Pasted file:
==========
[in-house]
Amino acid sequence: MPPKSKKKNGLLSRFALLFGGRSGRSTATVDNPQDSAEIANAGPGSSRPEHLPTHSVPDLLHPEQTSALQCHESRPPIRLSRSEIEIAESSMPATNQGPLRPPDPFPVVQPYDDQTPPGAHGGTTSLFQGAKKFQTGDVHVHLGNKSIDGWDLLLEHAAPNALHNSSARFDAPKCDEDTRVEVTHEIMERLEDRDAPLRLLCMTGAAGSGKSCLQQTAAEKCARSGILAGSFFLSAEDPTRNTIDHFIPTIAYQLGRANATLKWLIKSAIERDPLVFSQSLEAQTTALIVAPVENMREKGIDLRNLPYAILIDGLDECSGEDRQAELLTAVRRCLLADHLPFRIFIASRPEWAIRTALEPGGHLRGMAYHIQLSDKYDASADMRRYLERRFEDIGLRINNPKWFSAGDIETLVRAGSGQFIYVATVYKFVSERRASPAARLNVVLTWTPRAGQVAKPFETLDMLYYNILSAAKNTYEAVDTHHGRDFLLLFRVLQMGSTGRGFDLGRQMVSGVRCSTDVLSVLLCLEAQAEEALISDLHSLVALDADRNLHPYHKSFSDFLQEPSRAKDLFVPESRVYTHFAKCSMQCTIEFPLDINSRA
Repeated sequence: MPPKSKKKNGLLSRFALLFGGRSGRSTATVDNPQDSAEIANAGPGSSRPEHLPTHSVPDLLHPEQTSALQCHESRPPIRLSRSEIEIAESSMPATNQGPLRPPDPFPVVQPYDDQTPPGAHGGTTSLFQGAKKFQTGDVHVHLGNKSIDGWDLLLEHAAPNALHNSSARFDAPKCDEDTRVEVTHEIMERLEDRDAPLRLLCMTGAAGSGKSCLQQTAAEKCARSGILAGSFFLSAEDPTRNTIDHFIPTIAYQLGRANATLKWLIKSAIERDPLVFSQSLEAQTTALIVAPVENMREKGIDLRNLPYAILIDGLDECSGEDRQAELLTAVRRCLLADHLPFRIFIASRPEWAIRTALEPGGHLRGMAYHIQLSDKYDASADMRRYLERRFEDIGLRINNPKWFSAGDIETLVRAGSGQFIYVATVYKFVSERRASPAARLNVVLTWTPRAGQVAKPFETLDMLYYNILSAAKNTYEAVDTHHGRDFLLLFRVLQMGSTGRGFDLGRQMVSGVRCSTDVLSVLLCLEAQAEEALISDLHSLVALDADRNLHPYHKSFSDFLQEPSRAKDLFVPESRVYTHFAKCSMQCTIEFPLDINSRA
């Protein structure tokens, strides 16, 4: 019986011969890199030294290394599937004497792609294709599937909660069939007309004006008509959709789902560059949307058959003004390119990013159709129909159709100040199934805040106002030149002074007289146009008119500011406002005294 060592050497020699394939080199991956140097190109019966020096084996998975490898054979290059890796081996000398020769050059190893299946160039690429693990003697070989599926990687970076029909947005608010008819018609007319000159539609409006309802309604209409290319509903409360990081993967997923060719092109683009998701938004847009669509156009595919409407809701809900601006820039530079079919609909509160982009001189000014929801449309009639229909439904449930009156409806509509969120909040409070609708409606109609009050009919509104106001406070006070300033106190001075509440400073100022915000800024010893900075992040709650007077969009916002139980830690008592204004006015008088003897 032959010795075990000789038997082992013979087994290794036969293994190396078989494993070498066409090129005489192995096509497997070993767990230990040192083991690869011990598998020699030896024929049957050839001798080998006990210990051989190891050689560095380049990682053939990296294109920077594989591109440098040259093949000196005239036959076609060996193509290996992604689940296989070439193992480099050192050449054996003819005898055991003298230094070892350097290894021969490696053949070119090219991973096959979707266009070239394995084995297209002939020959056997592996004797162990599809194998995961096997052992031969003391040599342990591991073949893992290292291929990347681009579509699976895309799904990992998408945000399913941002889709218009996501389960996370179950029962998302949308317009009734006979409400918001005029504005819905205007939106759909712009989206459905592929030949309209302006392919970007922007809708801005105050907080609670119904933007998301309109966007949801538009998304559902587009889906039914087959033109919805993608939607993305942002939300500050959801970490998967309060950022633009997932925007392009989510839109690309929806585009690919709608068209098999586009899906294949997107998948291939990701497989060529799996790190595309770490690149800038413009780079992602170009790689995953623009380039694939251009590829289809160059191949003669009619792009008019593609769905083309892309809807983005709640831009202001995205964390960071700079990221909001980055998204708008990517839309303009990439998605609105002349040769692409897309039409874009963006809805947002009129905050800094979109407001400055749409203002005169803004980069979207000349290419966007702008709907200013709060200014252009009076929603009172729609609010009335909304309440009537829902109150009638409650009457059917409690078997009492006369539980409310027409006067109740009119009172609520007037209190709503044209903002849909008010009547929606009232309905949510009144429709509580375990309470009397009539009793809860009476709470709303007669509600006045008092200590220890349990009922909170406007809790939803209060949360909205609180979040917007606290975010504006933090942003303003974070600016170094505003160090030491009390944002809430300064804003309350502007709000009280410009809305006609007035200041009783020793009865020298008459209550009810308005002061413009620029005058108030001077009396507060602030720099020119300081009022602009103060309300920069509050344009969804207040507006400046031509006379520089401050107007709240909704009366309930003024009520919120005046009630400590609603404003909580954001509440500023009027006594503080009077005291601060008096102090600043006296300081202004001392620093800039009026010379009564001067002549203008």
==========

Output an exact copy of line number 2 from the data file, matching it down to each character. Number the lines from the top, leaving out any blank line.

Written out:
Amino acid sequence: MPPKSKKKNGLLSRFALLFGGRSGRSTATVDNPQDSAEIANAGPGSSRPEHLPTHSVPDLLHPEQTSALQCHESRPPIRLSRSEIEIAESSMPATNQGPLRPPDPFPVVQPYDDQTPPGAHGGTTSLFQGAKKFQTGDVHVHLGNKSIDGWDLLLEHAAPNALHNSSARFDAPKCDEDTRVEVTHEIMERLEDRDAPLRLLCMTGAAGSGKSCLQQTAAEKCARSGILAGSFFLSAEDPTRNTIDHFIPTIAYQLGRANATLKWLIKSAIERDPLVFSQSLEAQTTALIVAPVENMREKGIDLRNLPYAILIDGLDECSGEDRQAELLTAVRRCLLADHLPFRIFIASRPEWAIRTALEPGGHLRGMAYHIQLSDKYDASADMRRYLERRFEDIGLRINNPKWFSAGDIETLVRAGSGQFIYVATVYKFVSERRASPAARLNVVLTWTPRAGQVAKPFETLDMLYYNILSAAKNTYEAVDTHHGRDFLLLFRVLQMGSTGRGFDLGRQMVSGVRCSTDVLSVLLCLEAQAEEALISDLHSLVALDADRNLHPYHKSFSDFLQEPSRAKDLFVPESRVYTHFAKCSMQCTIEFPLDINSRA